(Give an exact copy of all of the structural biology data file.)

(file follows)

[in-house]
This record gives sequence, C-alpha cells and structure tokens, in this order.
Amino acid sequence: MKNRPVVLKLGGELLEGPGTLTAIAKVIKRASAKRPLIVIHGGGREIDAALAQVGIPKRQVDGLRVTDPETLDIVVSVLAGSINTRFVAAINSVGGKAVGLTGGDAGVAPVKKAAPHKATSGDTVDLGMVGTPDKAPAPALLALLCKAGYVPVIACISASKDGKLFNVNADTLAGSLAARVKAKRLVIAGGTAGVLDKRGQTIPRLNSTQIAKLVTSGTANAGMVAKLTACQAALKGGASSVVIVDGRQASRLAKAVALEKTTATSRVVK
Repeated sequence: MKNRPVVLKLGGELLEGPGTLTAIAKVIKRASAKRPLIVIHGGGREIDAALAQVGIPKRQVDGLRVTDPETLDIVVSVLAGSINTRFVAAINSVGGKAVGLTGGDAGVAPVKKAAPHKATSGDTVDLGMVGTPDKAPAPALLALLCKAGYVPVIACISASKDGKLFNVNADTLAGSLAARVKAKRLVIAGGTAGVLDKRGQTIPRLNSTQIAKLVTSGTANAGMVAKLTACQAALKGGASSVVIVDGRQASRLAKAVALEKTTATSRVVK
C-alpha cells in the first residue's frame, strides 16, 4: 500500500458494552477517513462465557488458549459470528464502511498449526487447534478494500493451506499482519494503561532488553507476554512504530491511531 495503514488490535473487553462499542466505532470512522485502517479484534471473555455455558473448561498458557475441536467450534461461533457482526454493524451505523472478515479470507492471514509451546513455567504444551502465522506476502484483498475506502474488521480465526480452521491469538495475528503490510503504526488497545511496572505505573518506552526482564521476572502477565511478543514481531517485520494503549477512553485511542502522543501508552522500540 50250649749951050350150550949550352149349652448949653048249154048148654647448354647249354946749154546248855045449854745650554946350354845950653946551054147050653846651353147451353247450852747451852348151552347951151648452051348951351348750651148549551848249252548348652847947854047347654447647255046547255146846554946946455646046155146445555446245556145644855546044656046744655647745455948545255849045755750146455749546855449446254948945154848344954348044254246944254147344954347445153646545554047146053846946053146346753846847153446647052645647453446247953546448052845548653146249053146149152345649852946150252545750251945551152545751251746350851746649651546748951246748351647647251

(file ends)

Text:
[in-house]
This record gives sequence, C-alpha cells and structure tokens, in this order.
Amino acid sequence: MKNRPVVLKLGGELLEGPGTLTAIAKVIKRASAKRPLIVIHGGGREIDAALAQVGIPKRQVDGLRVTDPETLDIVVSVLAGSINTRFVAAINSVGGKAVGLTGGDAGVAPVKKAAPHKATSGDTVDLGMVGTPDKAPAPALLALLCKAGYVPVIACISASKDGKLFNVNADTLAGSLAARVKAKRLVIAGGTAGVLDKRGQTIPRLNSTQIAKLVTSGTANAGMVAKLTACQAALKGGASSVVIVDGRQASRLAKAVALEKTTATSRVVK
Repeated sequence: MKNRPVVLKLGGELLEGPGTLTAIAKVIKRASAKRPLIVIHGGGREIDAALAQVGIPKRQVDGLRVTDPETLDIVVSVLAGSINTRFVAAINSVGGKAVGLTGGDAGVAPVKKAAPHKATSGDTVDLGMVGTPDKAPAPALLALLCKAGYVPVIACISASKDGKLFNVNADTLAGSLAARVKAKRLVIAGGTAGVLDKRGQTIPRLNSTQIAKLVTSGTANAGMVAKLTACQAALKGGASSVVIVDGRQASRLAKAVALEKTTATSRVVK
C-alpha cells in the first residue's frame, strides 16, 4: 500500500458494552477517513462465557488458549459470528464502511498449526487447534478494500493451506499482519494503561532488553507476554512504530491511531 495503514488490535473487553462499542466505532470512522485502517479484534471473555455455558473448561498458557475441536467450534461461533457482526454493524451505523472478515479470507492471514509451546513455567504444551502465522506476502484483498475506502474488521480465526480452521491469538495475528503490510503504526488497545511496572505505573518506552526482564521476572502477565511478543514481531517485520494503549477512553485511542502522543501508552522500540 50250649749951050350150550949550352149349652448949653048249154048148654647448354647249354946749154546248855045449854745650554946350354845950653946551054147050653846651353147451353247450852747451852348151552347951151648452051348951351348750651148549551848249252548348652847947854047347654447647255046547255146846554946946455646046155146445555446245556145644855546044656046744655647745455948545255849045755750146455749546855449446254948945154848344954348044254246944254147344954347445153646545554047146053846946053146346753846847153446647052645647453446247953546448052845548653146249053146149152345649852946150252545750251945551152545751251746350851746649651546748951246748351647647251